Despite the layoff, McIlroy edged world No. 1 Dustin Johnson, coming off a blowout victory at Kapalua, by a shot over the first two rounds. 

“DJ is definitely the No. 1 player in the world right now, and one of, if not the best, driver of the golf ball," McIlroy said. "To be up there with him over these first two days, it proves to me that I’m doing the right things and gives me a lot of confidence going forward.”

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Duke to fill in for injured Pavin at CareerBuilder

By Ryan LavnerJanuary 19, 2018, 12:25 pm

Ken Duke will fill in for Corey Pavin for the next two rounds of the CareerBuilder Challenge – with nothing at stake but his amateur partner’s position on the leaderboard.

Pavin was 4 over par when he withdrew after 17 holes Thursday because of a neck injury. Tournament officials phoned Duke, the first alternate, and asked if he would take Pavin’s spot and partner with Luis Lopez for the next two rounds, even though he would not receive any official money.

Duke accepted and explained his decision on Twitter:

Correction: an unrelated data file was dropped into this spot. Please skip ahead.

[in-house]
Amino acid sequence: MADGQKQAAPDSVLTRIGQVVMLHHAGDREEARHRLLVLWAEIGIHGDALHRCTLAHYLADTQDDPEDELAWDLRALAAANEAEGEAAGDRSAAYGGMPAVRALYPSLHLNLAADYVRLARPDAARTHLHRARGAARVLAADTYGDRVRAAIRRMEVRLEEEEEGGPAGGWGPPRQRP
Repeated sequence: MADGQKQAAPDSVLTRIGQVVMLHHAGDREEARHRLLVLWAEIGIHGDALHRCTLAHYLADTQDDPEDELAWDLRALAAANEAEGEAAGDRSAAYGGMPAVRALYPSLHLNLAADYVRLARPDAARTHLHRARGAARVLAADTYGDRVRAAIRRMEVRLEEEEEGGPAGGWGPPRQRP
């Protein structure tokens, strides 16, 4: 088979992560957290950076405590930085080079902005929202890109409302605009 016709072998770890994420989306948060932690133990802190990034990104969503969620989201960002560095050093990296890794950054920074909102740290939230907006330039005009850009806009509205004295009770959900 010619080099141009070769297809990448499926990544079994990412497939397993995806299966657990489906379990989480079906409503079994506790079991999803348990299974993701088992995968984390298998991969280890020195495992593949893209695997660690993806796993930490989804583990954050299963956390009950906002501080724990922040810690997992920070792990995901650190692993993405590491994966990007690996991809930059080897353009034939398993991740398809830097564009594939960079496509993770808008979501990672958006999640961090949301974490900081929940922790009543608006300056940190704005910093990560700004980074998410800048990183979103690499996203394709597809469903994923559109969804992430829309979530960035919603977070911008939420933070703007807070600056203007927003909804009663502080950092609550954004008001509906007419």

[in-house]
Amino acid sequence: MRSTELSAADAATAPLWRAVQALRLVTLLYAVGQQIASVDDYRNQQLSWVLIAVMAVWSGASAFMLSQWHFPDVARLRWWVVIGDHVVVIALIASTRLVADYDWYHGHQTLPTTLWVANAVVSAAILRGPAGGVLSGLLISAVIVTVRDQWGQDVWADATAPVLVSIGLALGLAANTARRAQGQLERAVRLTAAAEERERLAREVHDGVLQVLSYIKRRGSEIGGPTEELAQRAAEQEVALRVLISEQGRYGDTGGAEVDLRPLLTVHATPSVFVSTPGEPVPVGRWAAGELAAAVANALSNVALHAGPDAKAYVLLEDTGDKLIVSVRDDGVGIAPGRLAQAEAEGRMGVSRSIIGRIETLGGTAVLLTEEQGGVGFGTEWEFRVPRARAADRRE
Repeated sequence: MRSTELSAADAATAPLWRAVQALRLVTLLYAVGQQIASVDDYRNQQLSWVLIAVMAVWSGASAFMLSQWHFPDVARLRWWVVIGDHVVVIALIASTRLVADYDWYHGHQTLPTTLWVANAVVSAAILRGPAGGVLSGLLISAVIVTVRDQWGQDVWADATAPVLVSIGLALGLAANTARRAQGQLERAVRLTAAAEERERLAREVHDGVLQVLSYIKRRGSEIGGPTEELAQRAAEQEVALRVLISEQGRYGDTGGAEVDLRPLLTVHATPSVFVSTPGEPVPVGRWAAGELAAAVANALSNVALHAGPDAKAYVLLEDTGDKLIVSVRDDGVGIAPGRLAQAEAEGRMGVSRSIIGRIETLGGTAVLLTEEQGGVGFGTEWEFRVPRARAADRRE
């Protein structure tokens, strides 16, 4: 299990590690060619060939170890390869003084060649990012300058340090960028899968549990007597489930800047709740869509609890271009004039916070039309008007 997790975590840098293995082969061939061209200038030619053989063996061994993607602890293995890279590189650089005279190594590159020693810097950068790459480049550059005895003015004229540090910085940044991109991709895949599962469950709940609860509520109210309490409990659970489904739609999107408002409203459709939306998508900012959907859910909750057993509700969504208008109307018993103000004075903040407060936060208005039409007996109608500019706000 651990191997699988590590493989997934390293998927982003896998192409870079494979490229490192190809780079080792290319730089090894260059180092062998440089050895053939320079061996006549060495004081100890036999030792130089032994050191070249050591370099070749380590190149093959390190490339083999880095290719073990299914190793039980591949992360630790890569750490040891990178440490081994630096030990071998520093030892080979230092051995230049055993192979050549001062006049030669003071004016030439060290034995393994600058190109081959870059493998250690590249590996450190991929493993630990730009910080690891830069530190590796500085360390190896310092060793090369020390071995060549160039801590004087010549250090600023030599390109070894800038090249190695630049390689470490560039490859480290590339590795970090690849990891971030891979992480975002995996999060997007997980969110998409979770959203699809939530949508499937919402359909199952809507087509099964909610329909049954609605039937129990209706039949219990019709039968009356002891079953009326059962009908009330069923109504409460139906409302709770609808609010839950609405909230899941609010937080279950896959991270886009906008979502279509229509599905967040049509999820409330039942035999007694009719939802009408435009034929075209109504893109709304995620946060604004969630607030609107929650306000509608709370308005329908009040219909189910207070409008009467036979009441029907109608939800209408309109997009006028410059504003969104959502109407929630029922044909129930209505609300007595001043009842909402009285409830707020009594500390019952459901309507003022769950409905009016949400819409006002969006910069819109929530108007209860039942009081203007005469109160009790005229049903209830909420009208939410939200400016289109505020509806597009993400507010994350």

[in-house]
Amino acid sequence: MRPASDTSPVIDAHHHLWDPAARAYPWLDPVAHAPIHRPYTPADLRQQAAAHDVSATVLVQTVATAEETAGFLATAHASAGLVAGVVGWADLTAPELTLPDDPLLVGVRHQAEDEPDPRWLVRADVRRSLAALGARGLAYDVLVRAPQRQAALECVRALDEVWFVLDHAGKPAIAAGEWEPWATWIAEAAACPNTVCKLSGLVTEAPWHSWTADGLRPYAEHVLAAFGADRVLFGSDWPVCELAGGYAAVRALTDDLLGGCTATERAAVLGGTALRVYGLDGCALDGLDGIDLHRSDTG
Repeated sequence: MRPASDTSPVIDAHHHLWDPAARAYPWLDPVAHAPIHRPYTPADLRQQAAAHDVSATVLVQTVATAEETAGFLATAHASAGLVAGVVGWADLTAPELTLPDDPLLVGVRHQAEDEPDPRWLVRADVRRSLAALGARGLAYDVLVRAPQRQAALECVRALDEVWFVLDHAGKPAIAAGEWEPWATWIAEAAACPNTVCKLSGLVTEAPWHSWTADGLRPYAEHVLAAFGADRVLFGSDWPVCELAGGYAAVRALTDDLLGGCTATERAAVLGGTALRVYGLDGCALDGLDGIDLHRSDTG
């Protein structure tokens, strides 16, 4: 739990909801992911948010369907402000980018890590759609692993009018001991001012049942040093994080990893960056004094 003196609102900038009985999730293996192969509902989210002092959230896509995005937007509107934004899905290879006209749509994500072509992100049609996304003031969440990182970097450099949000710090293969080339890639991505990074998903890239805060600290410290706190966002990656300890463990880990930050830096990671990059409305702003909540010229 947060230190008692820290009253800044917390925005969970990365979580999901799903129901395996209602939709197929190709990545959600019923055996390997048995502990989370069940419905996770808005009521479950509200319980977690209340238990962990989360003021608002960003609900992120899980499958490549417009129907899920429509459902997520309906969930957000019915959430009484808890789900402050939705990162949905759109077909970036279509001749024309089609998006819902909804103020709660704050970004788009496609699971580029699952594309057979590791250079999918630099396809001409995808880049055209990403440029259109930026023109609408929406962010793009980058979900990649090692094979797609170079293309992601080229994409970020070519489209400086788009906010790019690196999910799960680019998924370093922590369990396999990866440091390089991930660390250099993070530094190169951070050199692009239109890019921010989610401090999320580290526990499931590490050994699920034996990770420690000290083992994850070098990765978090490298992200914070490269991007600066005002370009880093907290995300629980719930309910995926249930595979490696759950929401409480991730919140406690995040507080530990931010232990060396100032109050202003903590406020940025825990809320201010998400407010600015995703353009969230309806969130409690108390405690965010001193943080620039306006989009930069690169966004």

Playing on past champion’s status, the 48-year-old Duke has made only four starts this season, with a best finish of a tie for 61st at the RSM Classic.

Pavin received a sponsor exemption into the event, his first PGA Tour start since the 2015 Colonial. 

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Kelly, Sauers co-lead in Hawaii; Monty, Couples in mix

By Associated PressJanuary 19, 2018, 3:52 am

KAILUA-KONA, Hawaii - Fresh off a solid performance on Oahu, Jerry Kelly shot an 8-under 64 on the Big Island on Thursday to share the first-round lead at the Mitsubishi Electric Championship, the season opener on the PGA Tour Champions.

The 51-year-old Kelly, who tied for 14th at the PGA Tour's Sony Open last week in Honolulu, birdied five of his final seven holes to shoot 30 on the back nine at Hualalai. He won twice last season, his first on the over-50 tour.

Gene Sauers also shot 64, going bogey-free amid calm conditions. Thirty-two of the 44 players broke par in the limited-field event, which includes winners from last season, past champions of the event, major champions and Hall of Famers.

Rocco Mediate and Colin Montgomerie were one shot back, and Fred Couples, Kevin Sutherland and Kirk Triplett were another shot behind.

Bernhard Langer, defending the first of his seven 2017 titles, was in the middle of the pack after a 69.